Writing in the Post-War World of Agatha Christie
By Christopher Huang
Agatha Christie has won the world over with her fabulous detective novels and her star character, Hercule Poirot. Less renowned is her time in WWI as a nurse, an experience that, without a doubt, inspired her narrative universe. Christopher Huang, the author of A Gentleman's Murder, a detective story about a murder in a gentlemen's club of British 1914-1918 veterans, discusses the influence of WWI on Agatha Christie's work. Uncover Huang's post about one of the greatest detective writers of all time.
It’s no secret that Agatha Christie’s career as a mystery novelist began with the First World War. The Mysterious Affair at Styles was written at the close of the war, and Hercule Poirot made his debut there as one of the numerous Belgian refugees seeking asylum in England during the war. Christie herself had served as a volunteer nurse, dispensing medications, and this experience becomes visible in her use of poisons in multiple books afterward. What is perhaps a little less obvious is the way in which the war’s negative impact on society appears in her work. Part of this absence might have to do with familiarity; generally, you have no need to draw attention to something when your audience is intimately familiar with it. It might also reflect a distaste for unpleasantness; as a form of escapist literature, the whole point of the mystery story was to put the harsher realities of the post-war world aside and lose oneself in something a little more positive.
As someone writing a hundred years after the end of WWI, I do not have the same perspective that writers like Agatha Christie had of the post-war world. Its presence does not surround me or inform my environment. With hindsight and the distance of a hundred years, we’re privy now to some objective, historical information that was unavailable to people living at the time, but the subjective experience must still be gleaned from the pages of then-contemporary literature. Agatha Christie may not have addressed the issues directly, but aided by what we know now, we can still get an idea of what it was like to live with the aftermath of the First World War.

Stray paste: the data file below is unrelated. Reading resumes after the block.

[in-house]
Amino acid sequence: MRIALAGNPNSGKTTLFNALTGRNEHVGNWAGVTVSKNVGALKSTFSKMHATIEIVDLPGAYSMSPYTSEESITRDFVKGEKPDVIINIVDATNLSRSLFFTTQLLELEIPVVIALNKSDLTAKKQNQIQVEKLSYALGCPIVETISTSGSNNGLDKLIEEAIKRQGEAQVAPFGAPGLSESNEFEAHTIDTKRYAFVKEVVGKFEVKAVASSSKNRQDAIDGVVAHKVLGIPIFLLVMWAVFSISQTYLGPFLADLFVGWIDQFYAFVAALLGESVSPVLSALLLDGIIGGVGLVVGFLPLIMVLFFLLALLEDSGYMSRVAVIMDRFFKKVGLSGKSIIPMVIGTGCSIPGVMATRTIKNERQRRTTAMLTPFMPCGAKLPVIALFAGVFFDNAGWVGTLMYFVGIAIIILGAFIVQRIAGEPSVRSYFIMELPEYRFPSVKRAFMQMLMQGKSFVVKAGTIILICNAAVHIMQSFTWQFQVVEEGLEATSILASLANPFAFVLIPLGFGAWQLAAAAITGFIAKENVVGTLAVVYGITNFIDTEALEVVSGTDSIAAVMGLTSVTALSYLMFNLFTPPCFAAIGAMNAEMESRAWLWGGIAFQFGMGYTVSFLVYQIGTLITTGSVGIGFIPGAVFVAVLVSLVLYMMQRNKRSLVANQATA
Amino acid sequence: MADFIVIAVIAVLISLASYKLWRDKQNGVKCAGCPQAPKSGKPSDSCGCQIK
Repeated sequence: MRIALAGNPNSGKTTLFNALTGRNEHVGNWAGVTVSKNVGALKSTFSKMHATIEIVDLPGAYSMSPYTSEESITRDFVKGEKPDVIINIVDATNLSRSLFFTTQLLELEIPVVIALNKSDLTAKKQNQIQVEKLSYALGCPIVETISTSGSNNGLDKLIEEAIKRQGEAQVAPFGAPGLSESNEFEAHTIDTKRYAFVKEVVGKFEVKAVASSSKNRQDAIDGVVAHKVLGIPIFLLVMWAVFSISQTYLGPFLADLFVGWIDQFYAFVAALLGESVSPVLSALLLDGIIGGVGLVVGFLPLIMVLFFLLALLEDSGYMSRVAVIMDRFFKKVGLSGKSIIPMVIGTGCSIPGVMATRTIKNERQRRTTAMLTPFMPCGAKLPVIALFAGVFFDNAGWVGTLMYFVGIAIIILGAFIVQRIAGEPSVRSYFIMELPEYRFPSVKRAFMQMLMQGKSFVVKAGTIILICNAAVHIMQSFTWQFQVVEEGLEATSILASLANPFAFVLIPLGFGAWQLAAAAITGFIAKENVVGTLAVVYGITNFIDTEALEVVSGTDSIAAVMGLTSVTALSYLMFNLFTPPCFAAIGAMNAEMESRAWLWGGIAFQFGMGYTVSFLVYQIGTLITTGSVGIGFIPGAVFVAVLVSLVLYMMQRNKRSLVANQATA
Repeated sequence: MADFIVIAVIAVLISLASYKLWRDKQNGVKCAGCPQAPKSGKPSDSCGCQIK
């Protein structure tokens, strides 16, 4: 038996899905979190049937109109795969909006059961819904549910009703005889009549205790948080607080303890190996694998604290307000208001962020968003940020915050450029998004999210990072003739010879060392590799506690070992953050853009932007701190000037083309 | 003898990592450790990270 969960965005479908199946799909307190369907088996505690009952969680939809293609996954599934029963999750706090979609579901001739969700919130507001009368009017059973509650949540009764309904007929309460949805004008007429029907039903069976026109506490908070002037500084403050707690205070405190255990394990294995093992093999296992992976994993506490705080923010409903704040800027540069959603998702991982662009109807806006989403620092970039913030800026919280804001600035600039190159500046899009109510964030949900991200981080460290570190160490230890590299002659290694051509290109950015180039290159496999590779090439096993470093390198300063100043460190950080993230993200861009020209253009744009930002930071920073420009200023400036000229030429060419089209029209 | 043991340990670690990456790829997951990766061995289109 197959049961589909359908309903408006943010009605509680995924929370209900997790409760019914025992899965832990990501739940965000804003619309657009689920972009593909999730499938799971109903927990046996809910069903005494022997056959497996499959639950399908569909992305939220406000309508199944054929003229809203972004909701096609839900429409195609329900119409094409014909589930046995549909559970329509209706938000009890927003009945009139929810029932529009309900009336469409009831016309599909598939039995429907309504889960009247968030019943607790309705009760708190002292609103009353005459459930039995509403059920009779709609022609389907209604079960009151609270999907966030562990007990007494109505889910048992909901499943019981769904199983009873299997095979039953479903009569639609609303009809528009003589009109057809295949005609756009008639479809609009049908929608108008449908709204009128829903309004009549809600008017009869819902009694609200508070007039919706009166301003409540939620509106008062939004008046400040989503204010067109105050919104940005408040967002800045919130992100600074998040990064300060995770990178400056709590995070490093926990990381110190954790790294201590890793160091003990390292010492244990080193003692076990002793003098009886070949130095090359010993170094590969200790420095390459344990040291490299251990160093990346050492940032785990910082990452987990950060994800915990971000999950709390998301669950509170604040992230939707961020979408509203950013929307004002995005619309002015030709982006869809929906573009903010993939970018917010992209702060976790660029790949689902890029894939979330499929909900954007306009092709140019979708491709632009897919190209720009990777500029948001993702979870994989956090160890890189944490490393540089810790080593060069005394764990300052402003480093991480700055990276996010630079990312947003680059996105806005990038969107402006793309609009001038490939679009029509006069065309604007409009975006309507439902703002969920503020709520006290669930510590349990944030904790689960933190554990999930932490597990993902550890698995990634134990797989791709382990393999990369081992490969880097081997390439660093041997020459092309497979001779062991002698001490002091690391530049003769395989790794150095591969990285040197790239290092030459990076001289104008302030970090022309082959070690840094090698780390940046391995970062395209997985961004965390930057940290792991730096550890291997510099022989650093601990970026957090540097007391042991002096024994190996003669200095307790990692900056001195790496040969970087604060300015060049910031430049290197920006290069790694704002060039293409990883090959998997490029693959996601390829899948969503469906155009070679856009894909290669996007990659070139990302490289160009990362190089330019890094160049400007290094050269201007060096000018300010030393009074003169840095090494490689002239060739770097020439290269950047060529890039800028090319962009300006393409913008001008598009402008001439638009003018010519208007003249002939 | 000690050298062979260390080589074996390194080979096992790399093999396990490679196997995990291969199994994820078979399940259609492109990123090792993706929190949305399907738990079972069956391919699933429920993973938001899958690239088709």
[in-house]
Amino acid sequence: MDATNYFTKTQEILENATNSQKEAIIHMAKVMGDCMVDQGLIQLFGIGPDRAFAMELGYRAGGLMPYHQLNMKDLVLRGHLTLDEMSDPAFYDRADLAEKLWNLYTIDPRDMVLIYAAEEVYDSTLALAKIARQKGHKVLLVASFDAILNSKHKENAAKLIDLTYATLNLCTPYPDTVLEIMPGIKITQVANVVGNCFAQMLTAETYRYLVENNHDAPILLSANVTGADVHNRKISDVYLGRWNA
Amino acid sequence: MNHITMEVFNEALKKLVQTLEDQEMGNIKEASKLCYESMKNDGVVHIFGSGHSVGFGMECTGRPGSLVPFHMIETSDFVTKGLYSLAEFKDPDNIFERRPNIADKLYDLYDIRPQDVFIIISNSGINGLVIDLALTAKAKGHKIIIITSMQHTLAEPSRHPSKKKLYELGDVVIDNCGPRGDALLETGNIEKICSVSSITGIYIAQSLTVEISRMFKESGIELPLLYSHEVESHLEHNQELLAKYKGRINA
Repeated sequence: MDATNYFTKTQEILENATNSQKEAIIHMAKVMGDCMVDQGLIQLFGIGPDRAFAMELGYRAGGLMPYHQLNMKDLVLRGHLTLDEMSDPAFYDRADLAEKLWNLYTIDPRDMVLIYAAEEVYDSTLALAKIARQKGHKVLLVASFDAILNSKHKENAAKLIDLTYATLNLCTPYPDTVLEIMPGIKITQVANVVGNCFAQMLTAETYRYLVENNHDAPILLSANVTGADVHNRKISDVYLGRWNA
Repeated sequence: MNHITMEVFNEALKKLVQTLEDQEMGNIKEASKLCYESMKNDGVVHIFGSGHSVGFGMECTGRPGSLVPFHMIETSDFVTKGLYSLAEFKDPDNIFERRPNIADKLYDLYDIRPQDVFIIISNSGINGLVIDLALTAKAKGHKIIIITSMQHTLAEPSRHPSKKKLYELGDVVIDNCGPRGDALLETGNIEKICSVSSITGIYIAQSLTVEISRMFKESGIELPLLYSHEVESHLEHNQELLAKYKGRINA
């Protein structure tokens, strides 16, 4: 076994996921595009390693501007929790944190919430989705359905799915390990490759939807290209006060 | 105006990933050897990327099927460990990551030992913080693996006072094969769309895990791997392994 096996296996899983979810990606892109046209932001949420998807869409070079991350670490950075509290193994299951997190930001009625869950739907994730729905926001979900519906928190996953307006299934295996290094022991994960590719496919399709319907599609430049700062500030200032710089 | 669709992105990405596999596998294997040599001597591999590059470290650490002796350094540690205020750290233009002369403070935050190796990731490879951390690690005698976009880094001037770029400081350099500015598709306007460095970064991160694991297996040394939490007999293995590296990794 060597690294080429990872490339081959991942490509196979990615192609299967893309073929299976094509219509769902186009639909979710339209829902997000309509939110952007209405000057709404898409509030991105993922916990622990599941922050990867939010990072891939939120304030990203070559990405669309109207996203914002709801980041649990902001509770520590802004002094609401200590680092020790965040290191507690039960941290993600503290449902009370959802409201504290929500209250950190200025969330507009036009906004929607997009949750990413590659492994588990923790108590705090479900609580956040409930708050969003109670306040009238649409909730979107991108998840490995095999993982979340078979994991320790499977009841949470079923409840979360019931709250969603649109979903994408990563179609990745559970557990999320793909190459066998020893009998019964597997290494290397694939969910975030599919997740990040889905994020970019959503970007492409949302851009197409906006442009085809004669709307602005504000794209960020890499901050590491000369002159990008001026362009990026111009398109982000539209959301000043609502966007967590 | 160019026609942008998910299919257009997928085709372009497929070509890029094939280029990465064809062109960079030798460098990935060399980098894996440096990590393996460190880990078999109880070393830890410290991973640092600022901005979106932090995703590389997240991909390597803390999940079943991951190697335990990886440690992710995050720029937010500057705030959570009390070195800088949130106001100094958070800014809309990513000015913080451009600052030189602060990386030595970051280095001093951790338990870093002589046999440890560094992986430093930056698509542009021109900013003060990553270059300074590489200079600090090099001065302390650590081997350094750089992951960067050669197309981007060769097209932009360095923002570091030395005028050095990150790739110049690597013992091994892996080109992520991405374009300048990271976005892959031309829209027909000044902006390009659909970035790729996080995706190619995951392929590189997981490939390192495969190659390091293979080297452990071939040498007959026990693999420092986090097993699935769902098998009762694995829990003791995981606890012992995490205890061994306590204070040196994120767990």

Among Christie’s works, the most obvious reference to the impact of the First World War must be The ABC Murders, which, very early on, begins to set up a shell-shocked veteran, Alexander Cust, as the prime suspect in a spate of serial killings. She describes him as someone with an ineffectual personality, weak-willed, and prone to suggestion. We also know he’d received a head injury during the war and has suffered from frequent headaches ever since. Because of difficulties stemming from his trauma, he’s had difficulty holding down a job, though he has recently found employment selling stockings door-to-door.
His situation is not unique; one of the characters in the book comments on the persistence of an ex-Army man acting as salesmen—a qualification so specific as to suggest ubiquity—while another mentions feeling “sorry for these wretched men who go around and try to get orders.” Between them, they suggest the reality of war veterans living in reduced circumstances, engaged in an occupation that exists more as a form of charity than as a legitimate career option. The fact that The ABC Murders was published in 1936 also suggests that the eighteen years since the end of the war have not been sufficient for the hard-hit veterans to find their feet again. The off-handed brevity of the comments about veterans hints at a familiarity that readers in 1936 were expected to share and understand. These readers knew exactly why ex-Army men in particular might figure prominently as door-to-door salesmen, and why their entire category of men might be described as pitiful and wretched. The reality was that these WWI veteran-salesmen were alive, knocking right outside the front doors of ordinary readers at the time. The ABC Murders says more about their condition through its reticence than it could with any lengthy passage of descriptive prose.